Unless you've been living under a rock for the past few years, you'll have no doubt heard about the wonders of microservices. It's an approach to building and delivering software that has been adopted by the likes of tech giants such as Netflix and Uber, and now it's found its way into enterprise software.
Microservice architectures have a lot of benefits, and decoupling your applications into smaller components is generally a great idea. However, for every advantage that adopting microservices has, there are conditions that must be met before reaping the rewards.
In this post, I will line out the fine print behind some of the advantages offered by a microservices architecture, and why a great number of organisations are not seeing the benefits promised to them by conference speakers and expensive consultants.
Microservices aren't inherently fault tolerant.
One of the most commonly flaunted arguments for microservices is that your application will be more fault tolerant than the monolithic alternative. The idea behind this is that a single component of the application failing will not bring down the entire application because they are running as separate processes, which is indeed true.
However, unless you have specifically built your applications with fault tolerance in mind, you're simply increasing your points of failure from one to exp(n), where n is the number of microservices you have. When you adopt microservices, you also adopt the challenges associated with distributed computing, and ignorance of these challenges is a sure fire way of making your application more brittle than ever.
This goes out of the window if you're responsible for multiple services.
Being able to focus on a single part of the application domain means new team members can become productive much quicker than they would on a monolithic application. It's very important to note, however, that microservices are just as much an organisational pattern as they are architectural.
If your team is responsible for every service in the application, onboarding a new team member is far slower than on a monolith. Having a new member of staff try to get 10 microservices and backing services set up on their machine is just plain cruel, even with Docker. And don't get me started on if the microservices are all written in different languages.
Continuous delivery requires a lot more than microservices in order to succeed.
We've all heard the stories about hundreds of production deployments per day at the big tech companies. It must be a best practice™ if Uber and Netflix are doing it. Being able to deploy to production multiple times per day stops us developers having to be in the office by 6AM for the classic 'big bang' deployments, so I am naturally a huge fan of this.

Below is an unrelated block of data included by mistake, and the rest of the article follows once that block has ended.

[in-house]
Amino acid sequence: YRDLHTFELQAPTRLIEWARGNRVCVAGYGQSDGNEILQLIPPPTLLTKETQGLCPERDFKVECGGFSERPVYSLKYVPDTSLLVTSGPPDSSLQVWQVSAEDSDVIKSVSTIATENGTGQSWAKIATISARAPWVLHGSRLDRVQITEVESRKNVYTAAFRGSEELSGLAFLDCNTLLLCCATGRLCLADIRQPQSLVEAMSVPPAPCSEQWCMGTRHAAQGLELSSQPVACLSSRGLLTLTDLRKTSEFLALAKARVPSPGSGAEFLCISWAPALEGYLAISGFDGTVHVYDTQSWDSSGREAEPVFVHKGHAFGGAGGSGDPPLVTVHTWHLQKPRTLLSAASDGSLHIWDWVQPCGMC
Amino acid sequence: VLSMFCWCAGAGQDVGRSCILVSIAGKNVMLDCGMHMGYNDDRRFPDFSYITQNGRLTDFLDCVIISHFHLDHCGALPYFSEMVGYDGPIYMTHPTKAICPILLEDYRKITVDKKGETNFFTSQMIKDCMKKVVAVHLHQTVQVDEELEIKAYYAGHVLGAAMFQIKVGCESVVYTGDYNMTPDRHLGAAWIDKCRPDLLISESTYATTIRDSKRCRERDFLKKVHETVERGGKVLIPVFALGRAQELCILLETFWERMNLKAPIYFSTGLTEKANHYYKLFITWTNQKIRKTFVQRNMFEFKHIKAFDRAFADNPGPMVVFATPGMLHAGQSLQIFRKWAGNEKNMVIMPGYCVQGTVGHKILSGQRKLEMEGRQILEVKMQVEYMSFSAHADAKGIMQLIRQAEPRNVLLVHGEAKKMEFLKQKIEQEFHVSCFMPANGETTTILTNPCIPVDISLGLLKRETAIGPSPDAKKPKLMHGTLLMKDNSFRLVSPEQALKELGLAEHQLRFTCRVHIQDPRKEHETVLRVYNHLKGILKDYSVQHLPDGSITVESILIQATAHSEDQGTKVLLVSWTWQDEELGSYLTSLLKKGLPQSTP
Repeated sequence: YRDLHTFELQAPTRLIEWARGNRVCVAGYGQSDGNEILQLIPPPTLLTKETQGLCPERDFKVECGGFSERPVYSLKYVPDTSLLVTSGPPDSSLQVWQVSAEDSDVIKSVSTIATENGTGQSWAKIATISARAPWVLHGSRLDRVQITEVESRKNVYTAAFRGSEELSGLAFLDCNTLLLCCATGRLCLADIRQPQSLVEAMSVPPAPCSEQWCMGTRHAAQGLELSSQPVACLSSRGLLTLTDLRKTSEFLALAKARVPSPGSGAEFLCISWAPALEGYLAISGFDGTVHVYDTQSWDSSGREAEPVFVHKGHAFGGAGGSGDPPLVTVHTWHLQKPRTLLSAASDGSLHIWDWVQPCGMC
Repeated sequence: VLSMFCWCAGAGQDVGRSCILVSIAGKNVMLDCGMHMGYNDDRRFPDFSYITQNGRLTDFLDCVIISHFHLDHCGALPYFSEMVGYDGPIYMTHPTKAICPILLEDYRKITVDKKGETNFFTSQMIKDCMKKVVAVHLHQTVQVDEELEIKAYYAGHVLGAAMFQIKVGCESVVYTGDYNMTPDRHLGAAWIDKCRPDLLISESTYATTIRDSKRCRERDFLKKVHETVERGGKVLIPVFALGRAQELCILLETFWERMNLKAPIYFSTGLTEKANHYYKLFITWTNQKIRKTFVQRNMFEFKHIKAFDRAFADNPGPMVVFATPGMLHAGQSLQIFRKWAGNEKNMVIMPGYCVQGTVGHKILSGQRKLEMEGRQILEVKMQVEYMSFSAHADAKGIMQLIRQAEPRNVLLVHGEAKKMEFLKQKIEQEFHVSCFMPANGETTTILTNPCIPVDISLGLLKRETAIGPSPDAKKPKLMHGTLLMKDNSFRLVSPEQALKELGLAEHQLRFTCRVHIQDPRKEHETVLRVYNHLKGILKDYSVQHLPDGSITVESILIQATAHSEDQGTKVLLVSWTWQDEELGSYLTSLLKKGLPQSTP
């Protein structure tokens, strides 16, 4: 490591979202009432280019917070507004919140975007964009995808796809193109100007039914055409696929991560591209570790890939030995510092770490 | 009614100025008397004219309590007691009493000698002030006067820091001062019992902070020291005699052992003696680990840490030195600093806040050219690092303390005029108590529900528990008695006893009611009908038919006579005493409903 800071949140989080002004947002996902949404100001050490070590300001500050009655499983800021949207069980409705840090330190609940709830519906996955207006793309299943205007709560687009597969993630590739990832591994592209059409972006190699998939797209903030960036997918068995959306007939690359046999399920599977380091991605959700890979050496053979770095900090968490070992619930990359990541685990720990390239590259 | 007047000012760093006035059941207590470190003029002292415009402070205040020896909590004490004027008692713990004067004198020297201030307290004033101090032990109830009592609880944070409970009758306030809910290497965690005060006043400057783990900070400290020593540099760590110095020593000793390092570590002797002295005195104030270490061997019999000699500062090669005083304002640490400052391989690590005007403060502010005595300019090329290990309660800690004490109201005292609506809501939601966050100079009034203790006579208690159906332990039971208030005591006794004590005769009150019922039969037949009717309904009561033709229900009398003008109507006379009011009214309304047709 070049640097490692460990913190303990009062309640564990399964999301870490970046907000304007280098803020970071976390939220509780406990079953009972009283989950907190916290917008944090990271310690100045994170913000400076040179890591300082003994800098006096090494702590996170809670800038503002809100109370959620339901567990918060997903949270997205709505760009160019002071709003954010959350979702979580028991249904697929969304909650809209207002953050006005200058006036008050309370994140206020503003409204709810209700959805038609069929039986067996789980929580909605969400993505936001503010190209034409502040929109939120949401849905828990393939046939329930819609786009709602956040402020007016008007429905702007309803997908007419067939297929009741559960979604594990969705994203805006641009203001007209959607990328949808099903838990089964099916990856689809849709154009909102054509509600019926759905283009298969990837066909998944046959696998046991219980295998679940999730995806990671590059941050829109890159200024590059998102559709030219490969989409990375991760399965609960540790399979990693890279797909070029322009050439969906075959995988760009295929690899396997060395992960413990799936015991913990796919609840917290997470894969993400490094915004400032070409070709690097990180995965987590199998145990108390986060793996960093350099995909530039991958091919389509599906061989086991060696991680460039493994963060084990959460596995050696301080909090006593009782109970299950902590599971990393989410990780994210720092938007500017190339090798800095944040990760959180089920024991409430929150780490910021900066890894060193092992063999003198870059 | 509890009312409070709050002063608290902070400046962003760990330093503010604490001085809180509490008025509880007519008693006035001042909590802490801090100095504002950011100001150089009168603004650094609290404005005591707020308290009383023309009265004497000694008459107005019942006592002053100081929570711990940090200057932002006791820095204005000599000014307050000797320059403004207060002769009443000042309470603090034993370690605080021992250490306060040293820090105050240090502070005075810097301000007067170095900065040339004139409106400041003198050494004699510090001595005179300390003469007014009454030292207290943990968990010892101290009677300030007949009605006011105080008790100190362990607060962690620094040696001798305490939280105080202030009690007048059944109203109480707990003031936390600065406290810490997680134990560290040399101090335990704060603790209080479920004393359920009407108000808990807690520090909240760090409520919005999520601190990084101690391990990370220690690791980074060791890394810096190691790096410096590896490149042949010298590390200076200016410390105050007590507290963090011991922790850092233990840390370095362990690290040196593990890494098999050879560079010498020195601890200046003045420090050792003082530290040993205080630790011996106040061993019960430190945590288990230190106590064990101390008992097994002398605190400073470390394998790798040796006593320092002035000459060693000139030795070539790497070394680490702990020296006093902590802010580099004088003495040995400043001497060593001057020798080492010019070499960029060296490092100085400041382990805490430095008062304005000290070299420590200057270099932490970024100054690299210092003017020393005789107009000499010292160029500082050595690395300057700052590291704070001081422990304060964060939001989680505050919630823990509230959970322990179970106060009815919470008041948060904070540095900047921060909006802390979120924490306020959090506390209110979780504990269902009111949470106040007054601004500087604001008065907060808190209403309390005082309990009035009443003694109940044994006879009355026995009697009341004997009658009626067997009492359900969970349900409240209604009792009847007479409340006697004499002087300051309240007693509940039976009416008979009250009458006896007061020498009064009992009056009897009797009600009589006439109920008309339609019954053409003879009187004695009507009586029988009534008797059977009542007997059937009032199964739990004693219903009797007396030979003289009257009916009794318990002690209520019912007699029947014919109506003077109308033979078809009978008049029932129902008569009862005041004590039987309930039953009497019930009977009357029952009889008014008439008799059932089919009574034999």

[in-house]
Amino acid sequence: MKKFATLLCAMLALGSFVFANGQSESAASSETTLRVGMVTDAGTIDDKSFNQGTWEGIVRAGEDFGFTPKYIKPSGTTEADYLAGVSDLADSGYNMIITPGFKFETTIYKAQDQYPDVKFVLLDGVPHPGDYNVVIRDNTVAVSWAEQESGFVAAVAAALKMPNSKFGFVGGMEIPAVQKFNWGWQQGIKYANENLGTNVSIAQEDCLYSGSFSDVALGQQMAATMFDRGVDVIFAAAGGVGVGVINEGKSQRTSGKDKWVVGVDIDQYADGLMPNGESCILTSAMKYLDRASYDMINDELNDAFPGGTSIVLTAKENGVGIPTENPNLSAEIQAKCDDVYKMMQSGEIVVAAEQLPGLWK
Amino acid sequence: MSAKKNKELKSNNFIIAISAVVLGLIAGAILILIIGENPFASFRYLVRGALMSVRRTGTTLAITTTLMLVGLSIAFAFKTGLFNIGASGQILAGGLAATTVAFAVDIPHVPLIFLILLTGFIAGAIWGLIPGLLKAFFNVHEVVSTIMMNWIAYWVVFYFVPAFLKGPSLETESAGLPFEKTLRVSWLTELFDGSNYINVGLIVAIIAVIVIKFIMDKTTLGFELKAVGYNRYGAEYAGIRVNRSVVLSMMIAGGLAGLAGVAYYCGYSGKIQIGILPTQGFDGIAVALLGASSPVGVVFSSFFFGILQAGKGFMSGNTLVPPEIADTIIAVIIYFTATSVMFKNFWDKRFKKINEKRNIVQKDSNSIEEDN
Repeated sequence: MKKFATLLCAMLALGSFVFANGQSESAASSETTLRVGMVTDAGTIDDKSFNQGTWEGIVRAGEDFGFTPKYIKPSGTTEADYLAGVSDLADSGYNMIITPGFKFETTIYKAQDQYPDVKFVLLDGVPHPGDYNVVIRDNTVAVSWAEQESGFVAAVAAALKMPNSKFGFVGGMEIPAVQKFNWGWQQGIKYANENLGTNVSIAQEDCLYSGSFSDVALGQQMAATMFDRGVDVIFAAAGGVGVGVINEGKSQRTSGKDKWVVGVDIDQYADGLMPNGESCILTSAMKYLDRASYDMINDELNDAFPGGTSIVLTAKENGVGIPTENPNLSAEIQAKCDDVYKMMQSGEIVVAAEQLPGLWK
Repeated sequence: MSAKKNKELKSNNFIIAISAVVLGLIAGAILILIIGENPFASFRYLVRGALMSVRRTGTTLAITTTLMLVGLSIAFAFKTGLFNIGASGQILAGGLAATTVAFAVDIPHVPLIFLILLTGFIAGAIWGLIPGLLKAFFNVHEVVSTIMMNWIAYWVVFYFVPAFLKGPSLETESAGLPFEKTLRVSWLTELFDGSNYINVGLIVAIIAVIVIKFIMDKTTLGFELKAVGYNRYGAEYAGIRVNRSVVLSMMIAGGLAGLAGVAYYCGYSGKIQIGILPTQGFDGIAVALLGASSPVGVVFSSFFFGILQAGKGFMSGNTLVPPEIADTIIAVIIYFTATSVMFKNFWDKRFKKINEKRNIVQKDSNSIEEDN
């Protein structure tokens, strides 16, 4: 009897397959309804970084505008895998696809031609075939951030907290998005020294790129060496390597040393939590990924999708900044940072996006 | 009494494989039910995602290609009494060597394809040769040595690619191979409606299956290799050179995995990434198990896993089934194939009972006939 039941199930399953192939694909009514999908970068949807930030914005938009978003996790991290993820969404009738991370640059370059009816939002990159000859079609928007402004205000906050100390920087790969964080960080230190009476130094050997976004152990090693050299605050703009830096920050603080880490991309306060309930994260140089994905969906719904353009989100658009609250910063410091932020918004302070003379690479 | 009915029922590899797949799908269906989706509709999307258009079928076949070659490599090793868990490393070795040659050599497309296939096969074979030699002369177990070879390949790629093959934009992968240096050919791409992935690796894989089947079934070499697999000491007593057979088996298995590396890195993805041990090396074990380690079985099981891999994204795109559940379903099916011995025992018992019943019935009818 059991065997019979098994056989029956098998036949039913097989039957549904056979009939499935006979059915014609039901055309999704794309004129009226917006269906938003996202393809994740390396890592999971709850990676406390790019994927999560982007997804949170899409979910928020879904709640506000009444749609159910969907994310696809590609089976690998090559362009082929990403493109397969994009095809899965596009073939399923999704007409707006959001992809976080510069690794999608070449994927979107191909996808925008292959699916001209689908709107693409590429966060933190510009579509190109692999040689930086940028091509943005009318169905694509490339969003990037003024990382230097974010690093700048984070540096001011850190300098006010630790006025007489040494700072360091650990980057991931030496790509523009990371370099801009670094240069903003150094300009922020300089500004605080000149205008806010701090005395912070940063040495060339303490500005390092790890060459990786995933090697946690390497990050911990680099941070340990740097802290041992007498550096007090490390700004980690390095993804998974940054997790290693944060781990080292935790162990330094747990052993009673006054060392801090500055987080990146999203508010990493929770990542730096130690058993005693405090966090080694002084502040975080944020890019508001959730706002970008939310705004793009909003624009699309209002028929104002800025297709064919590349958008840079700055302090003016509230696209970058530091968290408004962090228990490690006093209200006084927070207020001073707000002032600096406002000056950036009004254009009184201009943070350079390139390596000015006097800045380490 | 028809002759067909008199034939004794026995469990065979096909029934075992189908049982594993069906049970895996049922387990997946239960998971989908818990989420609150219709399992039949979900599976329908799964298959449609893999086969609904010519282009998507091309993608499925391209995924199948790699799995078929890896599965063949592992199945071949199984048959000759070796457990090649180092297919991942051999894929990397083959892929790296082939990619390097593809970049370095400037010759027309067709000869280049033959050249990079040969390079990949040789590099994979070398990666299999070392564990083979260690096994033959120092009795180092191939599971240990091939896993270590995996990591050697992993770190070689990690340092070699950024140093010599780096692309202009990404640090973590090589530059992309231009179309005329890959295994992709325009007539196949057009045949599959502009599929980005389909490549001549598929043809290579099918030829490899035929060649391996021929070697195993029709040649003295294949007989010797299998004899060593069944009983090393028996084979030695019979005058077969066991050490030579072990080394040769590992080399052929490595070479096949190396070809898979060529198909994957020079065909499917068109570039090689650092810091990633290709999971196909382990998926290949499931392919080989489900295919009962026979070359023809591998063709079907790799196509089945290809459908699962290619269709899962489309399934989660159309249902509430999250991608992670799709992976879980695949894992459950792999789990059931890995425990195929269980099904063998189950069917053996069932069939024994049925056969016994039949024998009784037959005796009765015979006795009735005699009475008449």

However, you can only deliver software as fast as your organisation allows you to. In order to achieve the holy grail of continuous delivery, you need organisational buy-in from the top down, and a lot of ops managers out there are very reluctant to let go of their change management processes. There are a number of rather large books out there dedicated to this topic, so it's never going to be as simple as "we'll just do microservices".
Buggy code will break production regardless of how many parts it's split into.
I mentioned 'big bang' deployments, where the entire application is taken offline for a period of time while the application is updated, and potentially the database migrations are run. There is a lot than can (and frequently, does) go wrong in these situations, so only deploying a single service would mean you are reducing the number of things than can go wrong.
If you are not deploying quality code, you are not going to have safer deployments regardless of your architecture. I understand that quality is a very loaded term, but I mean quality in the simplest of forms in that it does what it's supposed to do. You check that the code is doing what it's supposed to do by testing the code. In order to do this in a manner that would prevent a bad deployment, you need to invest in automated testing and ideally integrate this into your pipelines.
Reading this may give you the impression that I don't like microservices, but this is simply not true. I think microservices are a fantastic way to build software, and many teams have had incredible success by adopting them.
It is important to note, however, that they are not a silver bullet for all of our problems. Implementing microservices requires far more than simply splitting your application into APIs: it requires an organisational shift, and solutions for problems not required in a monolithic application.